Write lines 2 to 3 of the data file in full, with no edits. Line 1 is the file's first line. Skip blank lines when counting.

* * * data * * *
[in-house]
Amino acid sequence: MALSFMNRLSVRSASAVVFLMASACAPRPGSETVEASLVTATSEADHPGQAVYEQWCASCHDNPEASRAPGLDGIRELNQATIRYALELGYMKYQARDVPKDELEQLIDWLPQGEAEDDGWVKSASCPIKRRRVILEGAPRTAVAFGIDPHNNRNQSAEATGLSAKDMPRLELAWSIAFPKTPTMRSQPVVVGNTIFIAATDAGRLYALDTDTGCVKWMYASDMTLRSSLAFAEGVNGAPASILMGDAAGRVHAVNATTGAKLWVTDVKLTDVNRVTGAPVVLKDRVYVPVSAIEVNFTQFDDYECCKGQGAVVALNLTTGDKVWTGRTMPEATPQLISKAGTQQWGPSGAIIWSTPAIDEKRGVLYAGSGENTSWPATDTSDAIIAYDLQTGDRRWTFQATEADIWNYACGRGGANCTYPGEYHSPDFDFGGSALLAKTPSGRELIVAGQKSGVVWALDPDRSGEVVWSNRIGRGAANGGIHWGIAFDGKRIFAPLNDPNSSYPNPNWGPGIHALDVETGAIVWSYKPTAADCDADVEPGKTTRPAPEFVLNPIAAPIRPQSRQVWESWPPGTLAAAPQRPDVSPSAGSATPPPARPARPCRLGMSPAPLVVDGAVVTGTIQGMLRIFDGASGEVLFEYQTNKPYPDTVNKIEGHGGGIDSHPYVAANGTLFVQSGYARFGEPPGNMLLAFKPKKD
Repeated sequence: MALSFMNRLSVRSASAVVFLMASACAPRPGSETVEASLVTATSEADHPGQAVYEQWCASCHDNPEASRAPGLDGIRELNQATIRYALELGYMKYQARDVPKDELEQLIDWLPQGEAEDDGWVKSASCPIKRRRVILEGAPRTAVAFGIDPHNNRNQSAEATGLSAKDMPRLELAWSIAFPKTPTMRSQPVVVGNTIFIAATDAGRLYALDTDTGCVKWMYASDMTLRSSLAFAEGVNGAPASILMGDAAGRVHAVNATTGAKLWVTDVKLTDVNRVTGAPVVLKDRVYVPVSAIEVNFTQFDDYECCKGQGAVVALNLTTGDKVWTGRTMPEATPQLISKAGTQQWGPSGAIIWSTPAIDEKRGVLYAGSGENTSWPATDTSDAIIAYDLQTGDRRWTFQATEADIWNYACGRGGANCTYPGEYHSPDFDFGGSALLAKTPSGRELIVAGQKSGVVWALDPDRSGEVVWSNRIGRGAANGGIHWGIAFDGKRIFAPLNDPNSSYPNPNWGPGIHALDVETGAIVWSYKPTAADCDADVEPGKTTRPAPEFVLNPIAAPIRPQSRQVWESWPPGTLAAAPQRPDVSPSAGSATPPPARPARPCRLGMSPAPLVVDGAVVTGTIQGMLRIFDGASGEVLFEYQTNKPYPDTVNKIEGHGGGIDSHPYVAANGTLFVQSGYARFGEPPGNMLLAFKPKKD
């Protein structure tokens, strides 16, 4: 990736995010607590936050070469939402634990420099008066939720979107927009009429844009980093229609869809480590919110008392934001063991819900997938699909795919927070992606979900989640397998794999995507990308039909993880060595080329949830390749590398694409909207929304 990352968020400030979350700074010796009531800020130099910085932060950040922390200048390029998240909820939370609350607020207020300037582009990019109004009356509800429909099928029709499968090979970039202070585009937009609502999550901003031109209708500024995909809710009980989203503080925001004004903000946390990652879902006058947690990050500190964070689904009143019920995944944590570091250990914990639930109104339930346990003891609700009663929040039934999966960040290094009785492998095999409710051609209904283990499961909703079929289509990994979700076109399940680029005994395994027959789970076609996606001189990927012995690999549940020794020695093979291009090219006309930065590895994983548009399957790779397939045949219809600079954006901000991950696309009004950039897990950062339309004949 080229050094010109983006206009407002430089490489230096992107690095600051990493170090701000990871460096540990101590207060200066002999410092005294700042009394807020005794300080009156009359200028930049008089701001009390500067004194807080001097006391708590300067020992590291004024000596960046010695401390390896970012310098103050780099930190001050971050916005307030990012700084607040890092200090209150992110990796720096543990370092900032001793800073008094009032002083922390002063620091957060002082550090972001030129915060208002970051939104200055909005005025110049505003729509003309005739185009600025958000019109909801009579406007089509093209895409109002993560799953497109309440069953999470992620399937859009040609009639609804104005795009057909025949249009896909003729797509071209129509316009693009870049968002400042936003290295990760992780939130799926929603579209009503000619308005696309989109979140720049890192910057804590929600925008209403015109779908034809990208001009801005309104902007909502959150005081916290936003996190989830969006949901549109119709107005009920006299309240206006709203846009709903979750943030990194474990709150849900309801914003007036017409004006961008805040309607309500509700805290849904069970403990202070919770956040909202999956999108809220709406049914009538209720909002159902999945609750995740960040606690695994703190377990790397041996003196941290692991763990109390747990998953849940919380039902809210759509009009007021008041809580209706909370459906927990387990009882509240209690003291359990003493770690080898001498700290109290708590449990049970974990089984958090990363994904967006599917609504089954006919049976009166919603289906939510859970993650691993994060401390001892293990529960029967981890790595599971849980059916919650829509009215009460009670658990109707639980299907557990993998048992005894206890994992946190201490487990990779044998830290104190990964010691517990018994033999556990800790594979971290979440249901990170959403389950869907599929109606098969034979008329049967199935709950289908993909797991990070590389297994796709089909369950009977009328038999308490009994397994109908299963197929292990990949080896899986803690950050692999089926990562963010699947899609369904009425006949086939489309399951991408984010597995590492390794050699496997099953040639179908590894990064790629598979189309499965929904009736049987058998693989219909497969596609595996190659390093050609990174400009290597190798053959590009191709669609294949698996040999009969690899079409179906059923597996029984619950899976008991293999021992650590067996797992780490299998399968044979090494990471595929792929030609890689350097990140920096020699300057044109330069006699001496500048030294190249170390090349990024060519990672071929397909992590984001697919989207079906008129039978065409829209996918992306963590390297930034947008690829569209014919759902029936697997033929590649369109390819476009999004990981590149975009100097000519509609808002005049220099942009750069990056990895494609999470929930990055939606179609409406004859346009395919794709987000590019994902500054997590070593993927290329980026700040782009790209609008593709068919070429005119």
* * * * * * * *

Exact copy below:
Amino acid sequence: MALSFMNRLSVRSASAVVFLMASACAPRPGSETVEASLVTATSEADHPGQAVYEQWCASCHDNPEASRAPGLDGIRELNQATIRYALELGYMKYQARDVPKDELEQLIDWLPQGEAEDDGWVKSASCPIKRRRVILEGAPRTAVAFGIDPHNNRNQSAEATGLSAKDMPRLELAWSIAFPKTPTMRSQPVVVGNTIFIAATDAGRLYALDTDTGCVKWMYASDMTLRSSLAFAEGVNGAPASILMGDAAGRVHAVNATTGAKLWVTDVKLTDVNRVTGAPVVLKDRVYVPVSAIEVNFTQFDDYECCKGQGAVVALNLTTGDKVWTGRTMPEATPQLISKAGTQQWGPSGAIIWSTPAIDEKRGVLYAGSGENTSWPATDTSDAIIAYDLQTGDRRWTFQATEADIWNYACGRGGANCTYPGEYHSPDFDFGGSALLAKTPSGRELIVAGQKSGVVWALDPDRSGEVVWSNRIGRGAANGGIHWGIAFDGKRIFAPLNDPNSSYPNPNWGPGIHALDVETGAIVWSYKPTAADCDADVEPGKTTRPAPEFVLNPIAAPIRPQSRQVWESWPPGTLAAAPQRPDVSPSAGSATPPPARPARPCRLGMSPAPLVVDGAVVTGTIQGMLRIFDGASGEVLFEYQTNKPYPDTVNKIEGHGGGIDSHPYVAANGTLFVQSGYARFGEPPGNMLLAFKPKKD
Repeated sequence: MALSFMNRLSVRSASAVVFLMASACAPRPGSETVEASLVTATSEADHPGQAVYEQWCASCHDNPEASRAPGLDGIRELNQATIRYALELGYMKYQARDVPKDELEQLIDWLPQGEAEDDGWVKSASCPIKRRRVILEGAPRTAVAFGIDPHNNRNQSAEATGLSAKDMPRLELAWSIAFPKTPTMRSQPVVVGNTIFIAATDAGRLYALDTDTGCVKWMYASDMTLRSSLAFAEGVNGAPASILMGDAAGRVHAVNATTGAKLWVTDVKLTDVNRVTGAPVVLKDRVYVPVSAIEVNFTQFDDYECCKGQGAVVALNLTTGDKVWTGRTMPEATPQLISKAGTQQWGPSGAIIWSTPAIDEKRGVLYAGSGENTSWPATDTSDAIIAYDLQTGDRRWTFQATEADIWNYACGRGGANCTYPGEYHSPDFDFGGSALLAKTPSGRELIVAGQKSGVVWALDPDRSGEVVWSNRIGRGAANGGIHWGIAFDGKRIFAPLNDPNSSYPNPNWGPGIHALDVETGAIVWSYKPTAADCDADVEPGKTTRPAPEFVLNPIAAPIRPQSRQVWESWPPGTLAAAPQRPDVSPSAGSATPPPARPARPCRLGMSPAPLVVDGAVVTGTIQGMLRIFDGASGEVLFEYQTNKPYPDTVNKIEGHGGGIDSHPYVAANGTLFVQSGYARFGEPPGNMLLAFKPKKD